When we talk about hip opening we usually refer to external hip rotation, Pigeon pose and the like. Many students have a love-hate relationship with this pose; it’s the kind that “hurts good”. And after few breaths there, it can facilitate a welcomed release. The question is: how important is that particular pose to the health of your hips? Read more >
Whenever you sit with your legs crossed for an extended period of time, you tighten your hip adductors (inner thighs) and weaken your hip abductors (outer hip). As we sit more and more and walk less and less, this pattern of imbalance becomes more common and more pronounced. Let’s explore why the balance between the muscles of the inner thigh (hip aDDuctors) and the outer hip (hip aBDuctors) is important and discuss 6 common misconceptions that we have about those muscles. Read more >
The poses collectively known as “pelvic opening” are very useful: they stretch the structures of the pelvis, groin, inner thigh and perineal area, while strengthening the muscles on the opposite side (hip abductors and rotators) to restore balance to the adductor/abductor relationship. Those poses are challenging, but sometimes in yoga classes they seem to pop out of nowhere, without any intentional preparation. Read more >
While walking seems easy and straightforward (just put one foot in front of the other!), in reality it is a delicate dance between the muscles of the core, hips, legs and feet. We need to keep this relationship coordinated and balanced, otherwise we can’t walk far and without pain. Walking involves shifting the weight to one leg and bearing weight on it while swinging the other leg forward, which means that every potential hip movement is relevant here: hip flexion and extension, hip adduction and abduction, as well as internal and external rotation. Read more >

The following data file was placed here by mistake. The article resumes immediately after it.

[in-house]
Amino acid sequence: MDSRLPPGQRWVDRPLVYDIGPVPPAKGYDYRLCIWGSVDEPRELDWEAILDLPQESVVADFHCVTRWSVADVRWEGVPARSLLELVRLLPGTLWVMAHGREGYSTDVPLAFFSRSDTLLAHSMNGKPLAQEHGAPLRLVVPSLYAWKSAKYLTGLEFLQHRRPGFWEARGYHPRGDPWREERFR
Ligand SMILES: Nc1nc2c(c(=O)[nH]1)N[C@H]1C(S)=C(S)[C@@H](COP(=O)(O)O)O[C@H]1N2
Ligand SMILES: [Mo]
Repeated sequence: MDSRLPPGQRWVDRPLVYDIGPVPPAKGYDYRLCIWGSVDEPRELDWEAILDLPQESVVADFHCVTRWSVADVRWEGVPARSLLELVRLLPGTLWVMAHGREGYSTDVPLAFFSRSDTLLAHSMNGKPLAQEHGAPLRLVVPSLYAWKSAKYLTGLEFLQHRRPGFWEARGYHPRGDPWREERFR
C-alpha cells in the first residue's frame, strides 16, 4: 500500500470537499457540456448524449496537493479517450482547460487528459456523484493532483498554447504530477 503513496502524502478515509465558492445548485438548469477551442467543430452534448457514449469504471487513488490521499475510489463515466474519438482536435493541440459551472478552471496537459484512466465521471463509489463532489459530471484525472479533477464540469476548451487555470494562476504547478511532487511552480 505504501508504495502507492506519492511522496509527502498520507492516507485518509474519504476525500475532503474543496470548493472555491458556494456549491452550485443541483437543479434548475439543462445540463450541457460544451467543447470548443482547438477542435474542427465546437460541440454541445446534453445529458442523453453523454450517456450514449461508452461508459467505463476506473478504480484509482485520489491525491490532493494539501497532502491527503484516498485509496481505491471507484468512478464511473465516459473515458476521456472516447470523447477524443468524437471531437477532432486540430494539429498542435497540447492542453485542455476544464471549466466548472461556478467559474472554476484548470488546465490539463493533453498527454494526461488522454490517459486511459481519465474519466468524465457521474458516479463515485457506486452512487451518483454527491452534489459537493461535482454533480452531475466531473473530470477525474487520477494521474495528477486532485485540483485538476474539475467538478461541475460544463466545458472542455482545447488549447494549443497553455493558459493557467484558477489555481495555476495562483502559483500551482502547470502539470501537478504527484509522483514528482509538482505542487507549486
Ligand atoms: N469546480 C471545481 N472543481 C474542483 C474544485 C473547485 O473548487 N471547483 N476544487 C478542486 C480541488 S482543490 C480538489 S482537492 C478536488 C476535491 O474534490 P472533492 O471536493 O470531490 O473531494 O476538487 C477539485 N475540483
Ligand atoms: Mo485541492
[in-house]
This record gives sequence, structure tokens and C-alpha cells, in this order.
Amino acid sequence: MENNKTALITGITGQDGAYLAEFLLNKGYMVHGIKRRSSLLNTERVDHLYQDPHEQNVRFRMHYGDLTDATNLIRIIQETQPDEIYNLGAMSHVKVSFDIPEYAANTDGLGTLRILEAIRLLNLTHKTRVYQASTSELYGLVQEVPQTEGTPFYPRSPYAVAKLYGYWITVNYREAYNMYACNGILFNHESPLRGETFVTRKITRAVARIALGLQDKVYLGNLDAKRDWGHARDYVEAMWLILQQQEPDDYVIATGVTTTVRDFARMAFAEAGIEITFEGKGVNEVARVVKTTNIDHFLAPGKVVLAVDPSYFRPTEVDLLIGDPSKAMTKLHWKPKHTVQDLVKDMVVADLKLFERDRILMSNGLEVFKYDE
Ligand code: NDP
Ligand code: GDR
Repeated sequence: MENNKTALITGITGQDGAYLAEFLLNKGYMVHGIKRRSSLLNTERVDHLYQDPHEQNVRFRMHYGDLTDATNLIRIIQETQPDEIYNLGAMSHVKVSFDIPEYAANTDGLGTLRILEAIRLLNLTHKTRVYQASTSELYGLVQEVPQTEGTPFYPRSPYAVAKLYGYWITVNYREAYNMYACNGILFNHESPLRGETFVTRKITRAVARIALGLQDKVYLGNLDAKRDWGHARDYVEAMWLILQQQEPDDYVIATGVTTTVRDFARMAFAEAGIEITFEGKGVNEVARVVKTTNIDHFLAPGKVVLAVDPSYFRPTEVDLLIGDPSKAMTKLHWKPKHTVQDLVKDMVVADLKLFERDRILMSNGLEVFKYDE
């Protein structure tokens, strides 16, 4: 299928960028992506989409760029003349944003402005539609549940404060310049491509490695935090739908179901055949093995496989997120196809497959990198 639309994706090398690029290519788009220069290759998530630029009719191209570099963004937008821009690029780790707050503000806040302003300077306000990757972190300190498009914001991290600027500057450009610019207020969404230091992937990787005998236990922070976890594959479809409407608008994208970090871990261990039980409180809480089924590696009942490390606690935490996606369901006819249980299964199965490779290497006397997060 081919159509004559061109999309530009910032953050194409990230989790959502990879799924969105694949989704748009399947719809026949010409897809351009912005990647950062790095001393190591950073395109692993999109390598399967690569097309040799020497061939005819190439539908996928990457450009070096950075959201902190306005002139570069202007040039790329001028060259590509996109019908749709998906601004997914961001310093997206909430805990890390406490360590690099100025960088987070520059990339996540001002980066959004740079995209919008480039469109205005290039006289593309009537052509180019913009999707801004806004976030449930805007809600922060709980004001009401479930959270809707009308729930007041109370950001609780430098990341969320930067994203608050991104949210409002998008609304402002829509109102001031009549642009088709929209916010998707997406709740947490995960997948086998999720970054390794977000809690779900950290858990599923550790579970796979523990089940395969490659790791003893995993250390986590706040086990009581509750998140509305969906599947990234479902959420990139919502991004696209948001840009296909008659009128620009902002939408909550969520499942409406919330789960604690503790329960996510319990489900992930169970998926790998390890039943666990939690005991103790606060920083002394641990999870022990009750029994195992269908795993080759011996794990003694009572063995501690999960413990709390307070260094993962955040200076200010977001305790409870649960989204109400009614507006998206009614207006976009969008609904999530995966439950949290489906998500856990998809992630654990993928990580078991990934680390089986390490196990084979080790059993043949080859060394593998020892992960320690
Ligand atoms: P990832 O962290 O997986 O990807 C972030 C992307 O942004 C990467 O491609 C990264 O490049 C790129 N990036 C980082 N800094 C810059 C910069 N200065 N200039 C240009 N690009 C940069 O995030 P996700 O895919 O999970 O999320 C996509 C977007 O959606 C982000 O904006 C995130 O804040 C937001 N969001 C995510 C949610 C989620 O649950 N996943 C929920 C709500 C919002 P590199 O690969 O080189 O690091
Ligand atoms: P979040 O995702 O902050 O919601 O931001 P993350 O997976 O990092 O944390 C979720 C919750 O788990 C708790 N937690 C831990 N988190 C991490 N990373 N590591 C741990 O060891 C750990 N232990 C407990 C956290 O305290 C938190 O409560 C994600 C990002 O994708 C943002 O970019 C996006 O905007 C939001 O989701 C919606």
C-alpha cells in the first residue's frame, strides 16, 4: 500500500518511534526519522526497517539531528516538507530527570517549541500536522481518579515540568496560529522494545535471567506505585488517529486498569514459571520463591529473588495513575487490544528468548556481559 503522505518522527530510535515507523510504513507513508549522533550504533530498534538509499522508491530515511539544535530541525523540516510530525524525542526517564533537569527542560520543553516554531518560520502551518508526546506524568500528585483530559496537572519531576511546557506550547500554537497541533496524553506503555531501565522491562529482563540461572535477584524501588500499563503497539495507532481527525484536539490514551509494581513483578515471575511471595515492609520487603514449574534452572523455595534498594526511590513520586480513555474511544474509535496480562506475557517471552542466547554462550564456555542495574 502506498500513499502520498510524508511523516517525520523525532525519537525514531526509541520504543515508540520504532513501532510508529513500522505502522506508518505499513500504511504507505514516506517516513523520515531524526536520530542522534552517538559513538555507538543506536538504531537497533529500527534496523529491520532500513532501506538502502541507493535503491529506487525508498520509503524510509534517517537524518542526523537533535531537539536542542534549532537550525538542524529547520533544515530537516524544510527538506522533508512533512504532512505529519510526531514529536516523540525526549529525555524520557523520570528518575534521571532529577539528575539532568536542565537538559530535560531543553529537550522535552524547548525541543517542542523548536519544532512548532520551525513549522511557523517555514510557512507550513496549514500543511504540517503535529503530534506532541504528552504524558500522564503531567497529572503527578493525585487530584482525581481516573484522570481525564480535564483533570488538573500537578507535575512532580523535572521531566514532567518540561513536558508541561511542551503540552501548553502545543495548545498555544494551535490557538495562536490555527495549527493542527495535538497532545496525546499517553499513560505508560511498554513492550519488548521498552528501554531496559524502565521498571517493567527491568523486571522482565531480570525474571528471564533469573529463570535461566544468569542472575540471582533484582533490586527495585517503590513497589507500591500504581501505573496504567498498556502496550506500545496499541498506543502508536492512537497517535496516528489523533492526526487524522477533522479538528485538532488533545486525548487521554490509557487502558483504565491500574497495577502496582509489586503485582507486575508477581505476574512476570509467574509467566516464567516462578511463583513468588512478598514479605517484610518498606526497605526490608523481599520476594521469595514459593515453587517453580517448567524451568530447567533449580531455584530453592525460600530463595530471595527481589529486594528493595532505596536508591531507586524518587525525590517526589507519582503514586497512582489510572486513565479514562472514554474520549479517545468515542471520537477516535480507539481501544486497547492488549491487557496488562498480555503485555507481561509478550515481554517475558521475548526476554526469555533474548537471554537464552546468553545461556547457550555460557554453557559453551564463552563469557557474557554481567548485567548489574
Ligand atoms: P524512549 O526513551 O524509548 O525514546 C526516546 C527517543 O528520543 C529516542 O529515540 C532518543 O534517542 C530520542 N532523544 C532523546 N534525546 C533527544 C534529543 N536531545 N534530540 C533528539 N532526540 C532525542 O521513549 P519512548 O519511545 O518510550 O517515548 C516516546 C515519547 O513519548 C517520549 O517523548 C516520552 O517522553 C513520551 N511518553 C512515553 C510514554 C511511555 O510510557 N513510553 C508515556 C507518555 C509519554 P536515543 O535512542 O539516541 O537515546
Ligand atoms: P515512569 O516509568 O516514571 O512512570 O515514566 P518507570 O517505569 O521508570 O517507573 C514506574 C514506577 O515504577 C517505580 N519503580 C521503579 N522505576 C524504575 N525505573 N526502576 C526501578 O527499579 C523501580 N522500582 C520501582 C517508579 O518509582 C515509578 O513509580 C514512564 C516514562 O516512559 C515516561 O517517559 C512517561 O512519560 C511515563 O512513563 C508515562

Having a literal pain in the butt is not a fun experience; it can make walking, sitting and sleeping difficult and uncomfortable. It is certainly something that one would want gone as soon as possible, yet sometimes we unknowingly exacerbate the issue by trying to stretch the injured area. There is a special name for these types of practices – anga bangha. It basically means that you want to do something good but end up hurting yourself. Let’s explore three types of pain in the butt and how you can avoid making your practice anga bangha. Read more >
This yoga practice for the hips will help you assess the asymmetries in your hips and give you a better idea of where the imbalances are. It includes Hip Assessment Worksheet that you can use to record your findings. You will have time to record the asymmetries that you observe throughout the practice. Read more >
Sample yoga practices
Take care of your hips systematically:
In this six-week yoga series we will focus on releasing chronic muscle contraction and restoring balanced relationships between different muscles that move and support the hips.
HOW IT WORKS
Take care of the entire body
As yoga teachers, we want to help our students feel better in their bodies. This means that often we need to work with specific areas of tension and imbalance. What does it take to create an effective practice to release tension and increase range of motion in a particular part of the body? Some principles are universal, and some are unique to the target area. Here are some ideas on how you can approach it in your yoga classes, as well as some safety precautions that we need to consider. Check it out >